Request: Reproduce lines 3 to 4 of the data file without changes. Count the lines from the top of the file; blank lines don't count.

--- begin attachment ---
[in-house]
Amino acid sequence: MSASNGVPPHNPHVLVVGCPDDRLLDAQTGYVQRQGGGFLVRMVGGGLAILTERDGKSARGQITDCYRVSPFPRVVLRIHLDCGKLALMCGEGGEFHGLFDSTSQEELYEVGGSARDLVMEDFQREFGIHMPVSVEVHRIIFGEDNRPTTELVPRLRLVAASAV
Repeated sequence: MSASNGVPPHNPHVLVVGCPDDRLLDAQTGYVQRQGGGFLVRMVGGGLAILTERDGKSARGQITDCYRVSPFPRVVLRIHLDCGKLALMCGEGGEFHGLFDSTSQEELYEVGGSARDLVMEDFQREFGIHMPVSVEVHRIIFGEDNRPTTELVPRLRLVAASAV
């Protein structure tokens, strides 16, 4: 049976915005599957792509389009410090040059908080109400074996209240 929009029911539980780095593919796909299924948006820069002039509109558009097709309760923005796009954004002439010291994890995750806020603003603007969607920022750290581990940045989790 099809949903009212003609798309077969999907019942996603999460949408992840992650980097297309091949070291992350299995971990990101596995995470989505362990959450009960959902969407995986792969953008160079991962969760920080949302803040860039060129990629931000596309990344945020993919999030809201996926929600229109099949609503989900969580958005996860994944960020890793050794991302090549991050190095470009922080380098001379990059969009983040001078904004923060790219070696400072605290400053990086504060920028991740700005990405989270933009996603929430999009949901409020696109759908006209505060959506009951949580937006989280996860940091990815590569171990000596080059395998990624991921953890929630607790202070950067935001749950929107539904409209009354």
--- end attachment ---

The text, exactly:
Repeated sequence: MSASNGVPPHNPHVLVVGCPDDRLLDAQTGYVQRQGGGFLVRMVGGGLAILTERDGKSARGQITDCYRVSPFPRVVLRIHLDCGKLALMCGEGGEFHGLFDSTSQEELYEVGGSARDLVMEDFQREFGIHMPVSVEVHRIIFGEDNRPTTELVPRLRLVAASAV
């Protein structure tokens, strides 16, 4: 049976915005599957792509389009410090040059908080109400074996209240 929009029911539980780095593919796909299924948006820069002039509109558009097709309760923005796009954004002439010291994890995750806020603003603007969607920022750290581990940045989790 099809949903009212003609798309077969999907019942996603999460949408992840992650980097297309091949070291992350299995971990990101596995995470989505362990959450009960959902969407995986792969953008160079991962969760920080949302803040860039060129990629931000596309990344945020993919999030809201996926929600229109099949609503989900969580958005996860994944960020890793050794991302090549991050190095470009922080380098001379990059969009983040001078904004923060790219070696400072605290400053990086504060920028991740700005990405989270933009996603929430999009949901409020696109759908006209505060959506009951949580937006989280996860940091990815590569171990000596080059395998990624991921953890929630607790202070950067935001749950929107539904409209009354």